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1.5T & 3T MRI: Comparing Breast Images

Posted by Vikki Harmonay on Wed, May 29, 2019 @ 12:05 PM

Looking for diagnostic accuracy for breast images? According to Austrian and German researchers, look no further than 1.5T and 3T 1.5T vs 3T Breast MRIbreast MRI images. A recent study published in the May issue of the European Journal of Radiology shows that 1.5T and 3T breast MRI images deliver diagnostic accuracy of approximately 92%. In addition, comparably high numbers were also reached for specificity, sensitivity and negative predictive values.

Using MRI for breast imaging has many advantages. It provides exceptional soft-tissue contrast. Multiparametric sequences provide enhanced views of tumor vascularization and it provide simultaneous visualization of both breasts. Multichannel coils also help interpretations of 1.5T and 3T MR images.

"Our findings have several implications: [Breast MRI] is robust and can be performed with various protocols and scanner types," wrote the group led by Dr. Matthias Dietzel from University Hospital Erlangen. "The impact of sequences parameters and the scanner hardware is probably much lower than expected previously. While examinations at 1.5T are cheaper, 3T [breast MRI] has certain inherent advantages: most of all, the potential to reduce the dosage of contrast agents."

Much of the previous research that’s compared 1.5T and 3T breast MRI has focused on small patient groups, selected diagnostic criteria or specific clinical questions. As a result, the evidence is still limited regarding increasing the field strength from 1.5T to 3T.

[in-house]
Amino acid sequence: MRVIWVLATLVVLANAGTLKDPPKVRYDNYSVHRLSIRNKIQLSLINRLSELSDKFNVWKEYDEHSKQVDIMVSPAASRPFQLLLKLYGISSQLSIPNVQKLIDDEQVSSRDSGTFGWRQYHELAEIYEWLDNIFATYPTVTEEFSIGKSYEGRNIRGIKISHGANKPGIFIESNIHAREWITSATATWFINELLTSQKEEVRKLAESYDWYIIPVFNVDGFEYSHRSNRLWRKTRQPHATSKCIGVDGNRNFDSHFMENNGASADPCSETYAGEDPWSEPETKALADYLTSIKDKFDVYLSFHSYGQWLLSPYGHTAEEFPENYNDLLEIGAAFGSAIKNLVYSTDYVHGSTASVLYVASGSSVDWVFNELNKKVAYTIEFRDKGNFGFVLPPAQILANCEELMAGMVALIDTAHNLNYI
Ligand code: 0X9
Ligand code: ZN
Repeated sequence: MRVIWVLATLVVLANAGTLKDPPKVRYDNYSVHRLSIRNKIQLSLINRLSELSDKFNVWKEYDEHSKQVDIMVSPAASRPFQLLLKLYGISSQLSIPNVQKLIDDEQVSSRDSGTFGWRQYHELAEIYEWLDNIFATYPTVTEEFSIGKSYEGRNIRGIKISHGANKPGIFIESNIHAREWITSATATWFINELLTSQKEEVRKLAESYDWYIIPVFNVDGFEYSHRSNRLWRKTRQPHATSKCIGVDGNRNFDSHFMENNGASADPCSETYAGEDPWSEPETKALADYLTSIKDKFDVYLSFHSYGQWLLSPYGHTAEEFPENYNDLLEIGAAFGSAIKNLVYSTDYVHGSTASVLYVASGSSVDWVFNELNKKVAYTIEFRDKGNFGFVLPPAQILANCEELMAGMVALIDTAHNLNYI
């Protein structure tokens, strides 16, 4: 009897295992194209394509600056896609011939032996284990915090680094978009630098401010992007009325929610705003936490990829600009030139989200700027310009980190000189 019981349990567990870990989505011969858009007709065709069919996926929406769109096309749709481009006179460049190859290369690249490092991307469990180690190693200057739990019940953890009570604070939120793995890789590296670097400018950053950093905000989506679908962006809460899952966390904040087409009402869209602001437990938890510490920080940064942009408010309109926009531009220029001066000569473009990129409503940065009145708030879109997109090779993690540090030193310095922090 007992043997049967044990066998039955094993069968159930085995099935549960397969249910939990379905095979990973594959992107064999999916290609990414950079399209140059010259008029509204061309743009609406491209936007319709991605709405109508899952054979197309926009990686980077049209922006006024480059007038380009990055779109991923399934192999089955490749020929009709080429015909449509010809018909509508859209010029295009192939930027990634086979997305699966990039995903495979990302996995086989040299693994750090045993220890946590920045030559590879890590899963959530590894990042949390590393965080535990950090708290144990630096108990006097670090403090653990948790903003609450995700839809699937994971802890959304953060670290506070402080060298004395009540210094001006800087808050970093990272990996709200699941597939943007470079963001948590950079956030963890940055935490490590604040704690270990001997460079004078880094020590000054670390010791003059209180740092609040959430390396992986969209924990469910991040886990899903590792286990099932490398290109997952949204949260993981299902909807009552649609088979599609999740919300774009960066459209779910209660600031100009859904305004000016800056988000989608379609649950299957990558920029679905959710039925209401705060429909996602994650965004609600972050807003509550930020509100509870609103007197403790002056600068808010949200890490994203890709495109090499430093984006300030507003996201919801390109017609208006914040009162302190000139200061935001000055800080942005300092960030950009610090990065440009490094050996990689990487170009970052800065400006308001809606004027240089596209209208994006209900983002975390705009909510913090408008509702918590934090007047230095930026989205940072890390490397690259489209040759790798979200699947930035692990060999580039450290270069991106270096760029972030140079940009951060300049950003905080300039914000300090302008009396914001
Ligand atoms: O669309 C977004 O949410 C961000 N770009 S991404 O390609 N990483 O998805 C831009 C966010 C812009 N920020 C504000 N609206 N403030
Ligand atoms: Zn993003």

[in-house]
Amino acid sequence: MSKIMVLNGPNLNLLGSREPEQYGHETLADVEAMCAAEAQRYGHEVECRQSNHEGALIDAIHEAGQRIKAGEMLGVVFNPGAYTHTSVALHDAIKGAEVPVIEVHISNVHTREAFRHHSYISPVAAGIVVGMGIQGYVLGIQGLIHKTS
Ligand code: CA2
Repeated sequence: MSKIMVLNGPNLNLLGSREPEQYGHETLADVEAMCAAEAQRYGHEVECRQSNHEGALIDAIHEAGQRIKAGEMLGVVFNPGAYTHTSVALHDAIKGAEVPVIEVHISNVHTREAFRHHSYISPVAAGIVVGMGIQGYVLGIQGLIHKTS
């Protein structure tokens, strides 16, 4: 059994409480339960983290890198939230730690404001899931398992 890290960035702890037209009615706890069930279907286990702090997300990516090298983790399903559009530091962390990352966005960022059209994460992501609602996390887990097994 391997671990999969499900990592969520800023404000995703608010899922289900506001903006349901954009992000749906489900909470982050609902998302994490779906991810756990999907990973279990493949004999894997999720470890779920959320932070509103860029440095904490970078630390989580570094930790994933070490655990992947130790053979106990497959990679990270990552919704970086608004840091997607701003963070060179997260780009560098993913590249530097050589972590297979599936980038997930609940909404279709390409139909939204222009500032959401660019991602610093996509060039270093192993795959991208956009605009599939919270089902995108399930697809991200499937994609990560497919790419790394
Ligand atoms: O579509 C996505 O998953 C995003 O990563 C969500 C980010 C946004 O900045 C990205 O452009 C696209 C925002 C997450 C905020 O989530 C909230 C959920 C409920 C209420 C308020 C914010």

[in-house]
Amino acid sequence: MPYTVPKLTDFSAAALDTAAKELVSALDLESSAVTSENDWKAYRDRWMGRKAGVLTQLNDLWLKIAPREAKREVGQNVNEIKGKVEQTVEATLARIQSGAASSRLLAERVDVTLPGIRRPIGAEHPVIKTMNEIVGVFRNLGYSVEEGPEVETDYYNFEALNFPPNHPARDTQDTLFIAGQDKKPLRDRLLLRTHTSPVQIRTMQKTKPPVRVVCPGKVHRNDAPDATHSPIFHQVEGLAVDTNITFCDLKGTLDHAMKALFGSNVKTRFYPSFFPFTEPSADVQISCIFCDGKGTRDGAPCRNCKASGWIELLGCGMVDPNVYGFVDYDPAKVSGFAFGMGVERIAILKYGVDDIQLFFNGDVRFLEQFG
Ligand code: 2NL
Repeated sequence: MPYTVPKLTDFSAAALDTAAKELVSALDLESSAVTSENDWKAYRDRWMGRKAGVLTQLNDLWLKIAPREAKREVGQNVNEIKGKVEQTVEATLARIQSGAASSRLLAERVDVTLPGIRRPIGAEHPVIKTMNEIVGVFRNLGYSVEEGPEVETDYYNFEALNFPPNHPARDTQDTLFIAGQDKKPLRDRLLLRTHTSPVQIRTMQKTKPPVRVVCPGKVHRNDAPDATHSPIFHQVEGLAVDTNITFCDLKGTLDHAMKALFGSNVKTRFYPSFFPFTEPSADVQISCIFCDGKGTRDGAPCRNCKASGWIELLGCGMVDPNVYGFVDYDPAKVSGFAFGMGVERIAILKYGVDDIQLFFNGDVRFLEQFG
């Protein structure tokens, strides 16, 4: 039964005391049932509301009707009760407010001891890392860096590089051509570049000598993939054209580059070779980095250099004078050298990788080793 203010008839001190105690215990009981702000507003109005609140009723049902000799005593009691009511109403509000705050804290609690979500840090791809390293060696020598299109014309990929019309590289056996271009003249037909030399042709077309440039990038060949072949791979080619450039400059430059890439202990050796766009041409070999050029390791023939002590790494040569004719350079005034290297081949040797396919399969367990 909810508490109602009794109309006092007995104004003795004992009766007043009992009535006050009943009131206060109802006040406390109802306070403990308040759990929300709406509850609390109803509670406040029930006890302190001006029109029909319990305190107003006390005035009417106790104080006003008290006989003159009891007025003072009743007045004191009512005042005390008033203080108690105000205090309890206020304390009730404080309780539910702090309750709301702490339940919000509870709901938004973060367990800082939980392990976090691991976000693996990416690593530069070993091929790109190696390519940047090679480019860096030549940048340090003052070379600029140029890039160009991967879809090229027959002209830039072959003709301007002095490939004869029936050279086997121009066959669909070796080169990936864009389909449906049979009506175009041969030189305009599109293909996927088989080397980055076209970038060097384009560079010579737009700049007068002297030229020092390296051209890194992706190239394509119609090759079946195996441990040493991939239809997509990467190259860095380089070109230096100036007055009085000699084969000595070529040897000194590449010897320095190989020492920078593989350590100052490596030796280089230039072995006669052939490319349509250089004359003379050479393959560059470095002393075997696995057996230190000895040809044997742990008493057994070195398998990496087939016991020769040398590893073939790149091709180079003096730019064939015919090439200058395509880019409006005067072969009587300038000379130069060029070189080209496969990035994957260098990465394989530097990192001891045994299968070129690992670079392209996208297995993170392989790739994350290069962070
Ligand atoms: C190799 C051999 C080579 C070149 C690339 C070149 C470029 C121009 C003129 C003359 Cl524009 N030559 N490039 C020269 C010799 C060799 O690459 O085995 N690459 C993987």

Dietzel and colleagues reviewed images of 1,961 breasts from 982 patients over a consecutive 12-month period. Of the total, 215 (11%) were imaged on a 3-tesla system (Magnetom Tim Trio, Siemens) and 1,746 (89%) we imaged on a 1.5T scanner (Magnetom Tim Avanto, Siemens Healthineers). Both scanners had dedicated 16-channel breast coils and both protocols included contrast-enhanced T1-weighted imaging.

Two readers with expertise in breast MRI assigned a BIRADS category per breast. The standard of reference was with histopathological data or MRI follow-up of more than 24 months.  The overall diagnostic accuracy was 91.9%, with 1.5tesla MRI at 92% and 3tesla MRI at 91.2%. Given the spread of only 0.8%, there was no statistically significant difference between the two strengths (p= 0.68). The other diagnostic parameters also didn’t show a statistically significant difference.

The researchers wrote, "As a secondary result our data provide evidence that high image quality can be achieved by any MRI unit. To achieve a high image quality, a standard clinical scanner equipped with a breast surface coil is sufficient. The only prerequisite is the optimization of the protocol for the specific scanner hardware (magnet, coil, etc.). This secondary result is important, as there has been much discussion in the past decades which protocol is necessary for accurate diagnosis."

There are so many exciting new technologies being developed and study findings regarding medical imaging, which benefits providers and patients. At Atlantis Worldwide, we’re happy to help you determine which technology is best for your hospital, clinic, practice or healthcare facility. Oftentimes, the best solution is a refurbished system, offering hefty warranties and great ROI. Talk to one of our experts today.  Contact Us Today!

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Meet the author: Vikki Harmonay

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Topics: Medical Imaging Comparisons, MRI